The Means of Imagining: Quotes from “The Magic Lantern“ by Ingmar Bergman

The Means of Imagining: Quotes from “The Magic Lantern“ by Ingmar Bergman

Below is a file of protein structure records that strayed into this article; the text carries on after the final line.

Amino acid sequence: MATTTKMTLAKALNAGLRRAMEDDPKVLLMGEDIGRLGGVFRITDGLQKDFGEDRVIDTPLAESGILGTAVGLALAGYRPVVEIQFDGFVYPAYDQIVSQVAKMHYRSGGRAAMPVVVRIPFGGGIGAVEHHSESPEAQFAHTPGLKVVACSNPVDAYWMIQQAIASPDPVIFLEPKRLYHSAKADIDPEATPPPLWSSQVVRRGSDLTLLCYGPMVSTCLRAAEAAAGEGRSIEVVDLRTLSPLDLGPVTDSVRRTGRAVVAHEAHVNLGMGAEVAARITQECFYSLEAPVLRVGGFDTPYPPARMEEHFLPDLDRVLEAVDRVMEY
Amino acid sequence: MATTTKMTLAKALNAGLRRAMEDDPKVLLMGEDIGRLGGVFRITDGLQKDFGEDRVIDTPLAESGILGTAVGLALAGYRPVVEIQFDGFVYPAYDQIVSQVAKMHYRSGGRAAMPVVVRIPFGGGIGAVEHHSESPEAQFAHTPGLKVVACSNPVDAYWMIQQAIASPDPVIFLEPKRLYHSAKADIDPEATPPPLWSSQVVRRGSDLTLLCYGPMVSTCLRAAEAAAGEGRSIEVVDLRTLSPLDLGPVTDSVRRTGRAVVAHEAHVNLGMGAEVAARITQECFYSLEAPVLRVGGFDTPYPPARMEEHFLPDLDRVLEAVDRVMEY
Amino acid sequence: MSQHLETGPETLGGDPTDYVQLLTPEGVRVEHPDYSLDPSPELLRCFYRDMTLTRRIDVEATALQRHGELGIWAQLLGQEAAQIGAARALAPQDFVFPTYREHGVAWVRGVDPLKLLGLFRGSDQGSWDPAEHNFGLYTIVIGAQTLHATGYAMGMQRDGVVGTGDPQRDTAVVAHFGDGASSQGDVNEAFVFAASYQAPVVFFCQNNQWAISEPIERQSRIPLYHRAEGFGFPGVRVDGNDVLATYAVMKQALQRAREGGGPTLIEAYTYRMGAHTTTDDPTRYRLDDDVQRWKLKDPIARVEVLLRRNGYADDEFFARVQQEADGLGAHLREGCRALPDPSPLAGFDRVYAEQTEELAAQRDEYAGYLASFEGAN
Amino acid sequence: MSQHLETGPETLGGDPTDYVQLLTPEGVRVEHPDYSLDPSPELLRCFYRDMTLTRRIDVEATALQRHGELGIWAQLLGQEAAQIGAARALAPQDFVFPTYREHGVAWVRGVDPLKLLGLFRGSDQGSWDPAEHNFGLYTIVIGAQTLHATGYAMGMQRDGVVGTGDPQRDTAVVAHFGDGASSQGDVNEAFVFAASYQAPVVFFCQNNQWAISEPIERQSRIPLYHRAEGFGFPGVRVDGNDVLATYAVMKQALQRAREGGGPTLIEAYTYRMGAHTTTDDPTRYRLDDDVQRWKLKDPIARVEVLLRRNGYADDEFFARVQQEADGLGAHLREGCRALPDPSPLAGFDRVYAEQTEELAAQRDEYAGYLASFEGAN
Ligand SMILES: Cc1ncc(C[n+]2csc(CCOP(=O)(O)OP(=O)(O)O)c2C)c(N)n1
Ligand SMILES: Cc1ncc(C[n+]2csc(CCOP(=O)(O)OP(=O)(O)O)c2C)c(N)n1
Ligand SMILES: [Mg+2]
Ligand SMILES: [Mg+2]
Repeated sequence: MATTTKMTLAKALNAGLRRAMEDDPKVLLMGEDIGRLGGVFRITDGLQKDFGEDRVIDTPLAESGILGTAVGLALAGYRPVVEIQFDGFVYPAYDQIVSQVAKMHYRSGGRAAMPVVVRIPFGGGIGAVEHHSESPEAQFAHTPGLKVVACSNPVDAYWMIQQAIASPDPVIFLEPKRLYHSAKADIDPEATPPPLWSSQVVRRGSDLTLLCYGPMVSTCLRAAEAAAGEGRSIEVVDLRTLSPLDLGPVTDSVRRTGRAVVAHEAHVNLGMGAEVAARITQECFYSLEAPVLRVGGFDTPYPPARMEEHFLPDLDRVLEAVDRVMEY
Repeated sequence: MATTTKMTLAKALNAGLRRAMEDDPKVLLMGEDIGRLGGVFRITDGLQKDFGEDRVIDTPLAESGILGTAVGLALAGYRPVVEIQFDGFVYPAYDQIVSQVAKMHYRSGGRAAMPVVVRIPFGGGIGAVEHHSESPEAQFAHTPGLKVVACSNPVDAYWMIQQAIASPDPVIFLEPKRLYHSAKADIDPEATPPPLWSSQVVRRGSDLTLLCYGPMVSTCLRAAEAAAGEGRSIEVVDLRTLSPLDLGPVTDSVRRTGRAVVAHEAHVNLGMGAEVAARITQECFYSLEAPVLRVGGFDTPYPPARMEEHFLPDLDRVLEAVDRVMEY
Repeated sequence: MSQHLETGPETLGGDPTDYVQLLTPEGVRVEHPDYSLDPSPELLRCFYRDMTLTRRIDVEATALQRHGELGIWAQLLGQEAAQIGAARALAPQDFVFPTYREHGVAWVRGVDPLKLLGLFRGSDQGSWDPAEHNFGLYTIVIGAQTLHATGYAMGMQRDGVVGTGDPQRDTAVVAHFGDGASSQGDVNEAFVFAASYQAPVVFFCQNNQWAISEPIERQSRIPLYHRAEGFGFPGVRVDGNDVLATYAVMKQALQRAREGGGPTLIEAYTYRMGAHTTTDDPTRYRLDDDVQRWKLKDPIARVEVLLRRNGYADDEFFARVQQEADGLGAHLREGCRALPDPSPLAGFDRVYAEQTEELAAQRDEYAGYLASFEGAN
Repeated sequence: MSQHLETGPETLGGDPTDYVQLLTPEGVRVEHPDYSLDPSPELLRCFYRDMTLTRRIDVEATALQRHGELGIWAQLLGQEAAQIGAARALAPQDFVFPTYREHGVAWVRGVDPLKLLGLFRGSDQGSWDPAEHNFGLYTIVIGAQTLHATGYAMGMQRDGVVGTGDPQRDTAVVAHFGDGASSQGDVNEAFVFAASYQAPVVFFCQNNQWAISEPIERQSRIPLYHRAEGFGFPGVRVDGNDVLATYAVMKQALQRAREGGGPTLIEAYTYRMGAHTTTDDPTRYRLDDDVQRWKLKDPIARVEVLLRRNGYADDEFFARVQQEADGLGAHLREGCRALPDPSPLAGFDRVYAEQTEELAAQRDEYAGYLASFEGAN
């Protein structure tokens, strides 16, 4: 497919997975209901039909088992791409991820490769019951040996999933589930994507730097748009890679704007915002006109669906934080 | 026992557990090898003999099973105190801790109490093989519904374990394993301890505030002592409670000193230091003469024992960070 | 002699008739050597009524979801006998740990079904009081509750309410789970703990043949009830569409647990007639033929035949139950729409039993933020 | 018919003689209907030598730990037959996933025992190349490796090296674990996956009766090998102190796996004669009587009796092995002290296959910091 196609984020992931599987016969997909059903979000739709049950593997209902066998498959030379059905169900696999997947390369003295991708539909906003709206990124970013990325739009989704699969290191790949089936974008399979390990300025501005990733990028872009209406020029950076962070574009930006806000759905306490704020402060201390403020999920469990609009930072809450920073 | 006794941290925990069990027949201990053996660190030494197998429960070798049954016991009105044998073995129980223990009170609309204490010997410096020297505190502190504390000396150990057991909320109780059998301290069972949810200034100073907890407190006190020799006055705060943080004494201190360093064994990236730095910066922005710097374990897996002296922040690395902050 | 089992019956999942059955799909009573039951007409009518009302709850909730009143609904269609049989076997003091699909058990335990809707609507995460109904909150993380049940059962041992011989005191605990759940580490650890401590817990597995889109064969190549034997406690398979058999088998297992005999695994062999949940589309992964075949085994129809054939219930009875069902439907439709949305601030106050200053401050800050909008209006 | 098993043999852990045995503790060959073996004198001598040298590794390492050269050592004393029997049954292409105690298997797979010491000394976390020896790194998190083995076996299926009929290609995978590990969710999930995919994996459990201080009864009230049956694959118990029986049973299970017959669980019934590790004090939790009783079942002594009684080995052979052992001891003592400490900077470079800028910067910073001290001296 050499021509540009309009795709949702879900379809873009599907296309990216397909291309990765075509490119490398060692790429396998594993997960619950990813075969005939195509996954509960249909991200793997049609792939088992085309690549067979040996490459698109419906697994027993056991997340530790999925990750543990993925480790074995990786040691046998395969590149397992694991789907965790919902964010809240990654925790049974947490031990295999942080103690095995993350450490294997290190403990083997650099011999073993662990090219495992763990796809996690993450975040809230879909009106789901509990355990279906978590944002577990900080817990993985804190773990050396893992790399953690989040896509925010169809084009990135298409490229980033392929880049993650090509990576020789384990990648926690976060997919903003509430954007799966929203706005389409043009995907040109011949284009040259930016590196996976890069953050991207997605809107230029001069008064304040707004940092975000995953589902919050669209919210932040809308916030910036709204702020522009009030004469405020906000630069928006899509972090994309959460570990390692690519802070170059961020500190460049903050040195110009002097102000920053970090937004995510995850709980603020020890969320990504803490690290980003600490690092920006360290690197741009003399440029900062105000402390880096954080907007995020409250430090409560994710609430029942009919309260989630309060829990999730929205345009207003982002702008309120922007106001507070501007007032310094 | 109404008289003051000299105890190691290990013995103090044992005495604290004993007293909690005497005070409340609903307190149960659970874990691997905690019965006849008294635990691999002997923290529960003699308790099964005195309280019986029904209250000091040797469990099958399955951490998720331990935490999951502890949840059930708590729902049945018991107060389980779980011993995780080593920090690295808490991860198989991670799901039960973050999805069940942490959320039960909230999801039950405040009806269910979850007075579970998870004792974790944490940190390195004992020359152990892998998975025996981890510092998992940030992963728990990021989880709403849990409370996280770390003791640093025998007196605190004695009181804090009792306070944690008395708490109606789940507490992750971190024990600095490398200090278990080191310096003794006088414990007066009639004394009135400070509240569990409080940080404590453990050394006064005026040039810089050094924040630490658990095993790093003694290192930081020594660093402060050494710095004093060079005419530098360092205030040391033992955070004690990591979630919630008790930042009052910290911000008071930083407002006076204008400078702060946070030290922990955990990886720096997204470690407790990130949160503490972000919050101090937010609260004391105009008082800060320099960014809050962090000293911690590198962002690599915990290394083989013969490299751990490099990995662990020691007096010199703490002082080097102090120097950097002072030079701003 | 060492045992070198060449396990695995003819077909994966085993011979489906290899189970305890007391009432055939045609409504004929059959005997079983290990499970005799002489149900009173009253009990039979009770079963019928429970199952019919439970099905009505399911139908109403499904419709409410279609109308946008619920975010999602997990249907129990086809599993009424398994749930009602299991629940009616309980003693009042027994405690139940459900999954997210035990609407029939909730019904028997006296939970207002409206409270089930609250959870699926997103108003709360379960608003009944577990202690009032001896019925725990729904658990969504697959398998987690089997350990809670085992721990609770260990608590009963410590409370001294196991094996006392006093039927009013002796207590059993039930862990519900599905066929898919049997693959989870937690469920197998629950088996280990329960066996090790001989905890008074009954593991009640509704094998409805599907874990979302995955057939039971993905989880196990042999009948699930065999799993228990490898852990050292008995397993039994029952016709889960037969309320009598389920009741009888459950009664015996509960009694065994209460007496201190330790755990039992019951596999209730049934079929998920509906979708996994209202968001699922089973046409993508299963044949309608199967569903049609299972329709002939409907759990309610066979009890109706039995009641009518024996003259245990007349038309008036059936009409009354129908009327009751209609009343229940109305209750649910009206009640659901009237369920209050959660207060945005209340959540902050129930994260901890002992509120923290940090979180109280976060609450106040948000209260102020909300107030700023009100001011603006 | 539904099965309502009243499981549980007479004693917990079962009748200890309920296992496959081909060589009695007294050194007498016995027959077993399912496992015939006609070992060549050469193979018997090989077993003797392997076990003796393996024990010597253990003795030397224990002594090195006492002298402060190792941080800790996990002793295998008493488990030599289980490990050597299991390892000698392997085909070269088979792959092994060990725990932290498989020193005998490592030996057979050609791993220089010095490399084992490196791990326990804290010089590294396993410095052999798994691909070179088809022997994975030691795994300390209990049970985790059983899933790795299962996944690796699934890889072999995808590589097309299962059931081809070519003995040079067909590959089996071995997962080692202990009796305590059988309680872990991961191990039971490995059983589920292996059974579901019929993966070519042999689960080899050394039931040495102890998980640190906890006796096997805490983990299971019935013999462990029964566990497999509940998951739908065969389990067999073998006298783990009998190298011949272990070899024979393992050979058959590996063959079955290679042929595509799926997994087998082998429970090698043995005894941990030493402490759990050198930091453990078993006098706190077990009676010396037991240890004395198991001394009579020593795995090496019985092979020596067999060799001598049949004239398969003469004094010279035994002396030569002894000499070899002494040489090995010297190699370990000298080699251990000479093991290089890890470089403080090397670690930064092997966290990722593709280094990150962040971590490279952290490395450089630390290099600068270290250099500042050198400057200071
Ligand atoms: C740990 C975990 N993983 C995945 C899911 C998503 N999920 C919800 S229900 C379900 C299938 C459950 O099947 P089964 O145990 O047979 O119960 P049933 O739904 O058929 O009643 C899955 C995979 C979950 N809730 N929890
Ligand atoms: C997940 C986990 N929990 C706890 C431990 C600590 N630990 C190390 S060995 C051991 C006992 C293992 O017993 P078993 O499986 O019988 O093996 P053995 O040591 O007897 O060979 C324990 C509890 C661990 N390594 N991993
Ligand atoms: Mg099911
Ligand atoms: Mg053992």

More than anything else, I longed for a cinematograph. Today, as I lean over photographs of my childhood to study my mother’s face through a magnifying glass, I try to penetrate long vanished emotions. When I was younger and slept well, I was tormented by loathsome dreams: murder, torture, suffocation, incest, destruction, insane anger. In my old age, my dreams are escapist, but friendly, often comforting. Day after day I was dragged or carried, screaming with anguish, into the classroom. I vomited over everything I saw, fainted and lost my sense of balance. I turned the handle and the girl woke up, sat up, slowly got up, stretched her arms out, swung round and disappeared to the right. If I went on turning, she would again lie there, then make exactly the same movements all over again. She was moving. I thought that Mother was breathing, that her breast was heaving and that I could hear a quiet indrawn breath. I thought her eyelids twitched. I thought she was asleep and just about to wake, my habitual illusory game with reality. I think I came off best by turning myself into a liar. I created an external person who had very little to do with the real me. Someone says I should write about my friends. That is unrealistic, unless one is very old and one’s friends have already left this earth. Otherwise one ends up in an informal balancing act between indiscretion and keeping secrets. I fell pathetically to my knees and promised God he could have my films and all my apparatus as long as Mother and Father became friends again. I never dared go to sleep when Father was preaching. He saw everything. Sometimes I dream a brilliant production with great crowds of people, music and powerful sets. I whisper to myself with extreme satisfaction: “This is my production. I have created this.“ Ghosts, devils and demons, good, evil or just annoying, they have blown in my face, pushed me, pricked me with pins, plucked at my jersey. They have spoken, hissed or whispered. Clear voices, not particularly comprehensible but impossible to ignore. My ties with Fårö have several origins. The first was intuitive. This is your landscape, Bergman. It corresponds to your innermost imaginings of forms, proportions, colours, horizons, sounds, silences, lights and reflections. Security is here. Don’t ask why. Self-imposed solitude is all right. I entrenched myself and established machine-like routines. I got up early, went for a walk, worked and read. At five o’clock the wife of a neighbour came and cooked dinner, washed up and left. At seven o’clock, I was alone again. Nevertheless I lack the means of imagining the moment of separation. As I am neither able nor willing to imagine another life, some kind of life beyond the frontier, the perspective is appalling. From a somebody I will become a nobody. That nobody will not even have the memory of an affinity. The mute or speaking shadows turn without evasion towards my most secret room. The smell of hot metal, the wavering flickering picture, the rattle oft he Maltese cross, the handle against my hand.